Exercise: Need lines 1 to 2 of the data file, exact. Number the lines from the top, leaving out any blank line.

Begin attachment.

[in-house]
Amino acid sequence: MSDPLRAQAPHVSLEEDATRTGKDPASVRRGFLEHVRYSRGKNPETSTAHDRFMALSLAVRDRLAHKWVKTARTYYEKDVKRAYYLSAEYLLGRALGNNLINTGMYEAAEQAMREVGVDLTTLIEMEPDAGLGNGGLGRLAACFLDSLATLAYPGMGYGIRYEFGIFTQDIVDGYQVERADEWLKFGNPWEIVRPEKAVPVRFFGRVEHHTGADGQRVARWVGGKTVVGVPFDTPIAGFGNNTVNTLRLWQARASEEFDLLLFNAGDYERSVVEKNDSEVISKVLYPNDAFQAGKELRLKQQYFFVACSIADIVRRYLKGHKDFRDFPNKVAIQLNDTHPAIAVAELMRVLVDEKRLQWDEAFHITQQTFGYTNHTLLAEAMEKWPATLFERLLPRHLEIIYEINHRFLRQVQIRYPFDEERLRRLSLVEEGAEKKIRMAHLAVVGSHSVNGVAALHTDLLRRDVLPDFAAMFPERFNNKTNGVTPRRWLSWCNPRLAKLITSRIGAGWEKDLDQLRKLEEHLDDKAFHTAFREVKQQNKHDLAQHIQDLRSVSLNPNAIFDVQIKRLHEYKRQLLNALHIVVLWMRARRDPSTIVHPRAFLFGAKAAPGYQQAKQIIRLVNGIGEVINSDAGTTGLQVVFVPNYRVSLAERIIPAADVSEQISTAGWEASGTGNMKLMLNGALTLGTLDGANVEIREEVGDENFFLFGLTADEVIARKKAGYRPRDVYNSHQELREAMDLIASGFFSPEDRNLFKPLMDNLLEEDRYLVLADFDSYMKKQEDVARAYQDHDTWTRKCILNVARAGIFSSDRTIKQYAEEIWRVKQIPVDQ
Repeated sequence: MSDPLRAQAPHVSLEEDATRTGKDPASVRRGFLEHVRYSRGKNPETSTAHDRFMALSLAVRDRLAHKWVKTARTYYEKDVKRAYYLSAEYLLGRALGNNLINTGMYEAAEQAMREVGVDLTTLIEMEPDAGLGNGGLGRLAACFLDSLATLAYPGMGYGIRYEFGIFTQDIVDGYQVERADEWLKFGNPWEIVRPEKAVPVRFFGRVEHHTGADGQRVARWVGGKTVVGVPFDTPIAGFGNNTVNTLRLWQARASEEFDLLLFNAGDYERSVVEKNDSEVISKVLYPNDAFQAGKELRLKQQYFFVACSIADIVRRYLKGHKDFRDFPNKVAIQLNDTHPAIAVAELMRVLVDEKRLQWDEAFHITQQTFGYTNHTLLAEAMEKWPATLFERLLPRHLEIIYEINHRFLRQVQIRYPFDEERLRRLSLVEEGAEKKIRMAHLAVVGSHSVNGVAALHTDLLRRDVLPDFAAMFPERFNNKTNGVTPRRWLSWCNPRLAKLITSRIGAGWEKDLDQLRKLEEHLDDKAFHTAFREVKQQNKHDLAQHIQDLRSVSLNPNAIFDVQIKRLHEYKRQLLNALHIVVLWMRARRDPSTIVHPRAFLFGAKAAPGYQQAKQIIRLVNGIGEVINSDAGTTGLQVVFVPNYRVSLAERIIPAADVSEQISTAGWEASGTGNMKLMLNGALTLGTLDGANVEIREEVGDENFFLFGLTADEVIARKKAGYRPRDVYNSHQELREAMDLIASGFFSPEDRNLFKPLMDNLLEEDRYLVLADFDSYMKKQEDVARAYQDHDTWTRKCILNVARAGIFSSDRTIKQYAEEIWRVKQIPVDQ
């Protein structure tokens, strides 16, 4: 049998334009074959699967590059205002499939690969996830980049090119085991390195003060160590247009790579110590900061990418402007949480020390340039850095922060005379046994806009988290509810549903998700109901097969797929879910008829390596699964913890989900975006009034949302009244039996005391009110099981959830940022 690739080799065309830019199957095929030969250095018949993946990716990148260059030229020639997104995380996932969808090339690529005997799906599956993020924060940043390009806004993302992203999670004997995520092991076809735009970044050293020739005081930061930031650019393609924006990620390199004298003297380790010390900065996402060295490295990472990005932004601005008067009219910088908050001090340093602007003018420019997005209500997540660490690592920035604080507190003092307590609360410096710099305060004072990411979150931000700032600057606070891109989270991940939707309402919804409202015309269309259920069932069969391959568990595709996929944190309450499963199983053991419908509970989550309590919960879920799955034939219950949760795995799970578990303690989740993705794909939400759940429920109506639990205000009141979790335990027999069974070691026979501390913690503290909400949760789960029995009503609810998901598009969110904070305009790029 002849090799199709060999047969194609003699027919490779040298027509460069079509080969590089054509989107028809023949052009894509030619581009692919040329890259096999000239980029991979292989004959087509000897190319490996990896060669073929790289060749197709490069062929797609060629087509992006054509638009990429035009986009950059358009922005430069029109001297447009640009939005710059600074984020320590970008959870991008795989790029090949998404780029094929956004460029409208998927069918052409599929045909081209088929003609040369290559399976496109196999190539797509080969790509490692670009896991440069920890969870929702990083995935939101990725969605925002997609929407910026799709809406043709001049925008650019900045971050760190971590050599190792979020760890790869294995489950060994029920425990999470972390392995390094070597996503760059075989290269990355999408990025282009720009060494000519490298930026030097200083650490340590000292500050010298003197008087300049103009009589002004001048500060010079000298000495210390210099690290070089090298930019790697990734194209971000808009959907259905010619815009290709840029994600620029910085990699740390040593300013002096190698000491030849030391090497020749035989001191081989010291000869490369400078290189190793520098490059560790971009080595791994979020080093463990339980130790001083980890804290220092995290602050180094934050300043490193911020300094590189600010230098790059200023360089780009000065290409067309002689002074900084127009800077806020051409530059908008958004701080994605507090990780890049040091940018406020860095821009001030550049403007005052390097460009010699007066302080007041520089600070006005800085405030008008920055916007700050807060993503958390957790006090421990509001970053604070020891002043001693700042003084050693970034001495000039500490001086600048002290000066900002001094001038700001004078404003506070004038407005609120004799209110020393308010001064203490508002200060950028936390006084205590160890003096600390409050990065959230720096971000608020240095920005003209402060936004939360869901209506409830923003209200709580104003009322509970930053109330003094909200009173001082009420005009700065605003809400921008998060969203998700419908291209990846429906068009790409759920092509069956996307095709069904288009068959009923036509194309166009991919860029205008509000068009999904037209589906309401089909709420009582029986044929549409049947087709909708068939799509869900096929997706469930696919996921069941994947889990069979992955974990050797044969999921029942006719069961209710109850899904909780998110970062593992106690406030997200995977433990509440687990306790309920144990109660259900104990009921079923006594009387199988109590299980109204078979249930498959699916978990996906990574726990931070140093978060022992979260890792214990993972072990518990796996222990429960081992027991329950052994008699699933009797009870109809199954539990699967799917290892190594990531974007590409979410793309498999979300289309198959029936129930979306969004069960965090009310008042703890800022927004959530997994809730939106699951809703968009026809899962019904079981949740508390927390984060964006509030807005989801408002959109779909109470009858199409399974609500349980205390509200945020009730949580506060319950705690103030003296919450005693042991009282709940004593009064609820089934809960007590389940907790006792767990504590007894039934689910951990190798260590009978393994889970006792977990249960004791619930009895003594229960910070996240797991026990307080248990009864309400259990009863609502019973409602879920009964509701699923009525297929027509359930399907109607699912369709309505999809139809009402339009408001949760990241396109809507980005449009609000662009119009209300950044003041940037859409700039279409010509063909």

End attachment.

[in-house]
Amino acid sequence: MSDPLRAQAPHVSLEEDATRTGKDPASVRRGFLEHVRYSRGKNPETSTAHDRFMALSLAVRDRLAHKWVKTARTYYEKDVKRAYYLSAEYLLGRALGNNLINTGMYEAAEQAMREVGVDLTTLIEMEPDAGLGNGGLGRLAACFLDSLATLAYPGMGYGIRYEFGIFTQDIVDGYQVERADEWLKFGNPWEIVRPEKAVPVRFFGRVEHHTGADGQRVARWVGGKTVVGVPFDTPIAGFGNNTVNTLRLWQARASEEFDLLLFNAGDYERSVVEKNDSEVISKVLYPNDAFQAGKELRLKQQYFFVACSIADIVRRYLKGHKDFRDFPNKVAIQLNDTHPAIAVAELMRVLVDEKRLQWDEAFHITQQTFGYTNHTLLAEAMEKWPATLFERLLPRHLEIIYEINHRFLRQVQIRYPFDEERLRRLSLVEEGAEKKIRMAHLAVVGSHSVNGVAALHTDLLRRDVLPDFAAMFPERFNNKTNGVTPRRWLSWCNPRLAKLITSRIGAGWEKDLDQLRKLEEHLDDKAFHTAFREVKQQNKHDLAQHIQDLRSVSLNPNAIFDVQIKRLHEYKRQLLNALHIVVLWMRARRDPSTIVHPRAFLFGAKAAPGYQQAKQIIRLVNGIGEVINSDAGTTGLQVVFVPNYRVSLAERIIPAADVSEQISTAGWEASGTGNMKLMLNGALTLGTLDGANVEIREEVGDENFFLFGLTADEVIARKKAGYRPRDVYNSHQELREAMDLIASGFFSPEDRNLFKPLMDNLLEEDRYLVLADFDSYMKKQEDVARAYQDHDTWTRKCILNVARAGIFSSDRTIKQYAEEIWRVKQIPVDQ